Shall we deny people any access to health care since they obviously don’t care about their health—just as we have always done with the obese, addicts, and heedless risk-takers like motorcyclists and snowboarders? What other public services and resources can we exclude them from? How much ignominy can we subject them to? If we’re on board with inflicting social death upon our neighbours, including some family members or former friends, what else are we okay with? A process like this won’t be easily stopped once it has built up some momentum. What further humiliations will we approve should the passports and mandates fail to stop the spread of the virus and we’re still told it’s the fault of the unvaccinated, however arithmetically implausible that accusation becomes? Destitution? Incarceration? Separating children from parents for their safety and re-education?
The New Brunswick education minister was recently caught on camera telling some abrasive voters he obviously found despicable that their offspring are really “the province’s children,” a comment that prompted a reaction online. As a political theorist, however, the part of the exchange that most caught my attention was his further claim to represent those who stand for building “a genuine community.” That has creepy overtones. I wish I was kidding, but he wasn’t.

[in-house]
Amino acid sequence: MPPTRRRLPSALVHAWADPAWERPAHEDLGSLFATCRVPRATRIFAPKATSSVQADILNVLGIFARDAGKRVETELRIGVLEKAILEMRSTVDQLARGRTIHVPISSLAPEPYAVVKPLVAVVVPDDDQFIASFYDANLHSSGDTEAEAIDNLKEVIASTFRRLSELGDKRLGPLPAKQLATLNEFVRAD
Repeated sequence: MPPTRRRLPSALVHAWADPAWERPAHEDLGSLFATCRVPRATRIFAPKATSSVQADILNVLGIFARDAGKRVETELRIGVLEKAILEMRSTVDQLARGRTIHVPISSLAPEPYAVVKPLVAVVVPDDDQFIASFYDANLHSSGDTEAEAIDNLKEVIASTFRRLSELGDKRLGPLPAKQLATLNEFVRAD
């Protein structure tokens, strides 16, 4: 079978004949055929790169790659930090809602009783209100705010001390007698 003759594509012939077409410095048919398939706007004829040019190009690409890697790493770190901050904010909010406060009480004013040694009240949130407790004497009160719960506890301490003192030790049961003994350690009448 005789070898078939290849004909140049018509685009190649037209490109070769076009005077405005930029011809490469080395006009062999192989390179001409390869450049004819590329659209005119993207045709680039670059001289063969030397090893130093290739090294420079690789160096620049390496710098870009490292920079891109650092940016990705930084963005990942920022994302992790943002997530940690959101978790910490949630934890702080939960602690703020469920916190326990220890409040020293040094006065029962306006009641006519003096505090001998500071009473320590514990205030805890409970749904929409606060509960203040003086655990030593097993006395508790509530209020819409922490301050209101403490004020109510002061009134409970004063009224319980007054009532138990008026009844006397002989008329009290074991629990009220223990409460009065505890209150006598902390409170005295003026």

Allow me to admit that my pessimism might be misplaced. As I write, Ontario is making tentative gestures toward loosening the reins a smidge. Just as no vaccine is 100% effective, I grant that there is a non-zero chance that our governments at every level will in time rescind all their emergency powers, abolish intrusive and discriminatory measures like these passports, and return us to pre-pandemic normalcy. Responsible government will reign again. International organizations will lay off. Boy, won’t I be embarrassed for all the days of my life.
Unfortunately, we have been given some slack before only to discover the whip at the ready. Soon enough the finger-pointing blame game begins again. At this point, I would rather we remained on guard, in our hearts and intellectually, like our anthem commands all of us to be, rather than credulously optimistic.
Travis D. Smith is Associate Professor of Political Science at Concordia University in Montreal. He holds a PhD from Harvard University. His prize-winning dissertation, On the Generation of New Natures, 2005, examined the political meaning and significance of modern medicine. His publications in political theory include several contributions to the study of the philosophy of Thomas Hobbes. In addition to his interest in issues at the intersection of politics, technology, and religion, he also teaches and writes on topics exploring the relationship between storytelling and education. In 2018, he published Superhero Ethics.